Getting Basecamp API Working with Python

posted on April 1st, 2009 by Greg Allard in Greg's Posts on Code Spatter

I found
one library that was linked everywhere, but it wasn’t working for me. I was always getting 400 Bad Request when using it. Chris Conover was able to get the following code working.

import urllib2
protocol = 'https://'
url = ''
command = '/projects.xml'
headers = {'Accept' : 'application/xml', 
'Content-type' : 'applications/xml'}
username = 'x'
password = 'y'
# Setup password stuff
passman = urllib2.HTTPPasswordMgrWithDefaultRealm()
passman.add_password(None, url, username, password)
authhandler = urllib2.HTTPBasicAuthHandler(passman)
opener = urllib2.build_opener(authhandler)
# Send the request and get response
req = urllib2.Request(protocol + url + command, None, headers)
response = urllib2.urlopen(req)
results =
print results

I thought it was a problem with how the authorization was formed so based on the above code I modified the old file and I was able to get a response. The following is what I changed.

Around line 64

    def __init__(self, username, password, protocol, url):
        self.baseURL = protocol+url
        if self.baseURL[-1] == '/':
            self.baseURL = self.baseURL[:-1]
        passman = urllib2.HTTPPasswordMgrWithDefaultRealm()
        passman.add_password(None, url, username, password)
        authhandler = urllib2.HTTPBasicAuthHandler(passman)
        self.opener = urllib2.build_opener(authhandler)

And around line 142

path = '/projects.xml'

With that I was able to use to retrieve a list of projects. Other modifications may be needed for other features, but that was all I planned on using.

Here is an example of using
ElementTree to parse the XML response to get the names of all of the projects returned from basecamp.

import elementtree.ElementTree as ET
from basecamp import Basecamp
protocol = 'https://'
url = ''
username = 'x'
password = 'y'
bc = Basecamp(username, password, protocol, url)
projects = bc.projects()
tree = ET.fromstring(projects)
tags = tree.getiterator(tag='project')
for t in tags:
    project_name = t.findtext('name')

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The People Make SXSW Awesome

posted on March 25th, 2009 by Greg Allard in Greg's Posts on Code Spatter

I didn’t hear much about
SXSW before going. I knew there would be a lot of presentations to see and there would be a few parties. I never expected the parties to be more valuable than the presentations and I was completely surprised by that.

The evening events were a great chance to meet people that are doing awesome things. There was the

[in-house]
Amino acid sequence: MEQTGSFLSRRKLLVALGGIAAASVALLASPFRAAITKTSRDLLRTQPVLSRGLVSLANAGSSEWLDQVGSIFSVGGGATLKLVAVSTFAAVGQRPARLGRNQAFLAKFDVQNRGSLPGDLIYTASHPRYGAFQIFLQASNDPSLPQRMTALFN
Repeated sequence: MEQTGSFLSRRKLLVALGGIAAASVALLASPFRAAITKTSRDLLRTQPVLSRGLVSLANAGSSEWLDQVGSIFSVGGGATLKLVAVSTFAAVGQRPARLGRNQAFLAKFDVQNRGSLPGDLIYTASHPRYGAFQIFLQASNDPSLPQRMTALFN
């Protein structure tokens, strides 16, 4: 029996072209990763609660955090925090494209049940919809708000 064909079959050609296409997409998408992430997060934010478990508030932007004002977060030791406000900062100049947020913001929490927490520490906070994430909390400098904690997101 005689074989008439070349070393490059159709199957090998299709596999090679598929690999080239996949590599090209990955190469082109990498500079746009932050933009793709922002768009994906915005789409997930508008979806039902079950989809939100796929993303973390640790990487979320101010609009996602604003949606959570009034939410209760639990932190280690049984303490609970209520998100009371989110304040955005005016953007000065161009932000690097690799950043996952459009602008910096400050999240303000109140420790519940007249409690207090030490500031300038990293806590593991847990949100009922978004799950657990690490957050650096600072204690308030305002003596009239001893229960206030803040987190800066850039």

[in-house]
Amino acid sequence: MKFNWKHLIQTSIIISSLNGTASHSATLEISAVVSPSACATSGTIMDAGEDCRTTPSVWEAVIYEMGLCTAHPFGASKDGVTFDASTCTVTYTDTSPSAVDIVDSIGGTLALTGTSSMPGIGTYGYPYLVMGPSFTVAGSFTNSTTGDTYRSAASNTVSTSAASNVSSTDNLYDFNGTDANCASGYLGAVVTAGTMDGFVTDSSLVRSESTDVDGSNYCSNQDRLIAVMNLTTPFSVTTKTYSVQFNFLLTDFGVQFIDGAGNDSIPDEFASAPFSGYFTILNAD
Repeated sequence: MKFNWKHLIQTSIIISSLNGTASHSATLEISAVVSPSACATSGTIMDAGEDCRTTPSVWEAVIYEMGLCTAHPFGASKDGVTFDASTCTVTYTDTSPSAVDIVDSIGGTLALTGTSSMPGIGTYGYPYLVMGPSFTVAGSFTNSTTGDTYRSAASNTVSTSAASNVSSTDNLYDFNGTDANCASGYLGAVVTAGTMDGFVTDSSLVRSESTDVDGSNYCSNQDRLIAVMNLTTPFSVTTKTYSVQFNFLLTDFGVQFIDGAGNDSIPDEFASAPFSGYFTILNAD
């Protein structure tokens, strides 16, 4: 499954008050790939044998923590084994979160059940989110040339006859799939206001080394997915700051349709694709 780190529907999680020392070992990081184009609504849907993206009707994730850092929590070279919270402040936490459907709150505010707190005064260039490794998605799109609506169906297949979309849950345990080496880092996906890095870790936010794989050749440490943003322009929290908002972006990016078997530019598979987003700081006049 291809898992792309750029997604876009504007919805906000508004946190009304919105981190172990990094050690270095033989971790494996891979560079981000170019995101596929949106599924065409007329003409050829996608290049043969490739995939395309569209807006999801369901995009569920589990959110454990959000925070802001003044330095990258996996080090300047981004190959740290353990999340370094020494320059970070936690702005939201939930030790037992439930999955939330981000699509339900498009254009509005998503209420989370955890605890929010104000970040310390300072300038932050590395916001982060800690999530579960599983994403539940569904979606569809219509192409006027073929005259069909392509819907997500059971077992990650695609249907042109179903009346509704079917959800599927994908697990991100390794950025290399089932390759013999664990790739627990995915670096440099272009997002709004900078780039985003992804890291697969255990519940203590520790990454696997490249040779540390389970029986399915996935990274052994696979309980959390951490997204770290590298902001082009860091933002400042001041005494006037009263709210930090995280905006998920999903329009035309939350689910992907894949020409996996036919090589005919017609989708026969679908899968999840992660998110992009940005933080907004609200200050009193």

unclasses guy and the guy that I met through
Tim. And then there was someone doing something more awesome than I ever could. He is a
professional contest winner. He enters funny videos into contests and wins things like trips around the world where he will make more videos and win more contests.

I met a lot of the Orlando crowd while in another city. I met and followed
Eric a few months ago and through him I was able to meet some of the people that go to
Florida Creatives happy hour. So that was a great chance to get to know everyone better.

There was also a presentation from the
rails envy podcast guy, Gregg Pollack from Orlando. Gregg’s was the only one I went to that wasn’t a panel. The panels could be a bit boring sometimes, but they gave a chance to hear from about 5 people with experience on the topic. The higher education panel started bad just like some of the other panels, but it got better as it went since they got into the important stuff. It would seem that I am still passionate about improving education and I hope that I will be able to work on something at UCF soon that will do just that.

There were a few other panels that weren’t that bad like How to Rawk SXSW where the panelists were experienced SXSWers and gave advice to the noobs. After my visit, the advice I would give is “Be ready to network” because that is the most important part of the conference. And the last panel I attended was how to rawk the rest of the year which had some advice like keep in contact with the people that you’ve met here. One easy way of doing that is finding out who they are on twitter (everyone at the event was on twitter by the end). One other piece of advice from the panel was the parties aren’t the only place to meet people, hallways and streets work well too. Maybe that would have been better advice at the beginning, but it arose from a question.

Hopefully I will get to run into a lot of the Orlando people again at the
happy hours and of course I’ll be at
BarCampOrlando on April 18th.

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